3. A bit of prework is key. Since most distance learning programs online are less than an hour long, it’s not always possible for the person hosting them to include background information that’s sufficient for every student. For that reason, it’s important to create some sort of activity that introduces the topic, gives students a chance to build a little background knowledge, and also contextualizes the program within the larger learning sequence. A short research sprint, a reading followed by a discussion, or a video are all possibilities.

In many cases, you don’t even need to come up with this activity by yourself. Sometimes, the organizations that host distance learning activities have suggested free activities that you can download or print out for your students. Yellowstone National Park provides guided organizers for each of their programs that help students come prepared with key knowledge.

4. Generate questions to identify what students need to know. While many distance learning programs are given in a direct instruction or presentation style format, one thing that can lend more interactivity to the experience, as well as help you capitalize on getting access to an expert, is having your students generate questions in advance. Time can then be set aside at the end of the program for student questions, making the experience even more relevant.

Previously prepared and thoughtful questions are a win-win because they help students utilize the expert knowledge available to them while providing the person conducting the program a way to ensure that they’re meeting your learners’ needs.

5. Include a post-work and reflection component. Following the distance learning program, it’s important to provide students with an opportunity to reflect and build off of what they’ve learned. “Do they feel like they got the information they needed in order to understand the topic?” “What new understanding do they have now?” ”Did the presenter mention things that they already know?”

Those questions can help students reflect on their experience and allow you to plan next steps. You can also consider what the next activity or instructional sequence should look like so that you can capitalize on the enthusiasm and energy that a distance-learning program provides. It’s also always worth checking with the organization or the presenter that you’re working with. More often than not, they can direct you to materials that may be appropriate for continuing student learning after the program has concluded.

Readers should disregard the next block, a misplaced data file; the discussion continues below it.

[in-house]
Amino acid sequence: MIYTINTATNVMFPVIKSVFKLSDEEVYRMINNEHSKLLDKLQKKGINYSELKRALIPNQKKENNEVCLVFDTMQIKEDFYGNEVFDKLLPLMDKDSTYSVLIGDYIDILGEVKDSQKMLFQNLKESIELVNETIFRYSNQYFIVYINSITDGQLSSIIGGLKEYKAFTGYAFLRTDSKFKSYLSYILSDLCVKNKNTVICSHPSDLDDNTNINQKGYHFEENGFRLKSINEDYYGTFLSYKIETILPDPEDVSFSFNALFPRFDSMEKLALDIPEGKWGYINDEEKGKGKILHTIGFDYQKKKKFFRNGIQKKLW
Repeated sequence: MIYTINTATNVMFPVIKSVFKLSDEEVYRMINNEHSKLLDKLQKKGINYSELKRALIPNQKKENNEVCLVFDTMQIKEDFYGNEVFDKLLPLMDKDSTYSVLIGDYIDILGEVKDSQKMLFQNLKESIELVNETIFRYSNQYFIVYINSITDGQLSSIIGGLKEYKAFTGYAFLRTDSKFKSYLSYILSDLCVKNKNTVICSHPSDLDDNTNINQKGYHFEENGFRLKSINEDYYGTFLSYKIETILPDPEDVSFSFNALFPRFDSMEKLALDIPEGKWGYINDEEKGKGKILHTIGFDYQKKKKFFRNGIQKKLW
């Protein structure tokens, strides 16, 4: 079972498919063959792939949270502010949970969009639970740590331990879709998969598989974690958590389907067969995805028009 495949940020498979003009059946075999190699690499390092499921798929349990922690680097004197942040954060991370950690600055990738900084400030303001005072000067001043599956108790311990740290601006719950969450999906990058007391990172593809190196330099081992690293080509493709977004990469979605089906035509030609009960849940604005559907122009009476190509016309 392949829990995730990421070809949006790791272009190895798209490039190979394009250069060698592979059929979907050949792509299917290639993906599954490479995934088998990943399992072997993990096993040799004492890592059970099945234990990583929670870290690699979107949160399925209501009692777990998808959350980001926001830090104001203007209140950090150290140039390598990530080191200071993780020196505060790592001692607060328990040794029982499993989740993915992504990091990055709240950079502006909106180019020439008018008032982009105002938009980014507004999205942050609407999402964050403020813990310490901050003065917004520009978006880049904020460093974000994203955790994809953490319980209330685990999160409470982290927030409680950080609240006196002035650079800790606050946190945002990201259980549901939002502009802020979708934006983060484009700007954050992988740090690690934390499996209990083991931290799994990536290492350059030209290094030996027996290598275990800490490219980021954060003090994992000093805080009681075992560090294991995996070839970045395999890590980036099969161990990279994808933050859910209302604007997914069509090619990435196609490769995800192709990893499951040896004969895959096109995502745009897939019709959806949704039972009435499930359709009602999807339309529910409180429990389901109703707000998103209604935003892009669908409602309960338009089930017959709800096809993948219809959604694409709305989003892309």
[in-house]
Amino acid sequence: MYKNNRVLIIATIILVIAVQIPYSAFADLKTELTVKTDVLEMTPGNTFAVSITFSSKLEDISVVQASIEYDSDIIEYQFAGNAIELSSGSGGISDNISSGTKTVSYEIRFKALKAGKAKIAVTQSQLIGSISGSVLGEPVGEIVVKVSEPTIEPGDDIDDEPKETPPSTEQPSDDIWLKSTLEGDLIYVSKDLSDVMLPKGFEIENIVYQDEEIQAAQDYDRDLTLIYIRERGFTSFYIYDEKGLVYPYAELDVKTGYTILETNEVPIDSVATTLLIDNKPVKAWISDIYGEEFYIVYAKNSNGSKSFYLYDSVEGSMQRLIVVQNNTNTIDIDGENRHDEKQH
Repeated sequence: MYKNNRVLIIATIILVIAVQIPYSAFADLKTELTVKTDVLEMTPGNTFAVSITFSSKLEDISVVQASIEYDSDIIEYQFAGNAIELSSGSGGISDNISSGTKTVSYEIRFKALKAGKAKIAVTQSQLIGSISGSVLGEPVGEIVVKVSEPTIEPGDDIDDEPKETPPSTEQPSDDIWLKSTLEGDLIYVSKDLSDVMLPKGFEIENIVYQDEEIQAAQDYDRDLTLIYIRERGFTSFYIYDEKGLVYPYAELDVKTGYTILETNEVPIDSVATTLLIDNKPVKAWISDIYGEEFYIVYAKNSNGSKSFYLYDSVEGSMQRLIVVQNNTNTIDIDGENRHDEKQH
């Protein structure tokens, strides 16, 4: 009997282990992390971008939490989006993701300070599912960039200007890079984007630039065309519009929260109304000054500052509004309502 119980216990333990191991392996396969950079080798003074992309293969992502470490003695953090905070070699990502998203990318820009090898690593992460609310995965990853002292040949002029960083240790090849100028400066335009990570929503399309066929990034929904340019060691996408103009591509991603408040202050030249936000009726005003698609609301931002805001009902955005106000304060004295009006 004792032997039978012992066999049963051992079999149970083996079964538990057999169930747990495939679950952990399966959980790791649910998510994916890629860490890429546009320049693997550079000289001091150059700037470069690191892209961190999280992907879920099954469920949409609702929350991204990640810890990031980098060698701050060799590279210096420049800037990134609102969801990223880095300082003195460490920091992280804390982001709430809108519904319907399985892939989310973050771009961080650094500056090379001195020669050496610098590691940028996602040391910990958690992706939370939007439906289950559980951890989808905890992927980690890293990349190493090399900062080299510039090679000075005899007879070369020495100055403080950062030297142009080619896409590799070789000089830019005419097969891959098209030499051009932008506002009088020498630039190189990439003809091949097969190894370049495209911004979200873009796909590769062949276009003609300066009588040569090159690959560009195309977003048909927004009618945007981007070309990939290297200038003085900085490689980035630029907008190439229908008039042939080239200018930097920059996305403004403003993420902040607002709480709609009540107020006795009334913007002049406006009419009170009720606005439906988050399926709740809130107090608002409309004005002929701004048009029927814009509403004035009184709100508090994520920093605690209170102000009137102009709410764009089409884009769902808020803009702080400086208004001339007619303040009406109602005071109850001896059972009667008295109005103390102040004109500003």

Now that you know how to structure them and have gotten some helpful hints, where can you go to find these programs?

  • The National Park Service hosts distance learning programs during the off-season (October–March) at many different sites. They’re free, open to anyone in the United States, and as such, they do fill up quickly. You can go to their Teacher Portal to sign up or look at the information on this resource I created, which is a comprehensive list of locations and their offerings.
  • California has one of the best state park systems in the nation (as a former California State Parks volunteer, I may be biased) and has a very good distance program called PORTS, which provides great science and social studies lessons from parks around the state. Get on their mailing list for alerts when registration opens.
  • Center for Interactive Learning & Collaboration hosts programs from parks, museums, and zoos all over the United States! Visit their website to learn more about booking these awesome experiences for your students.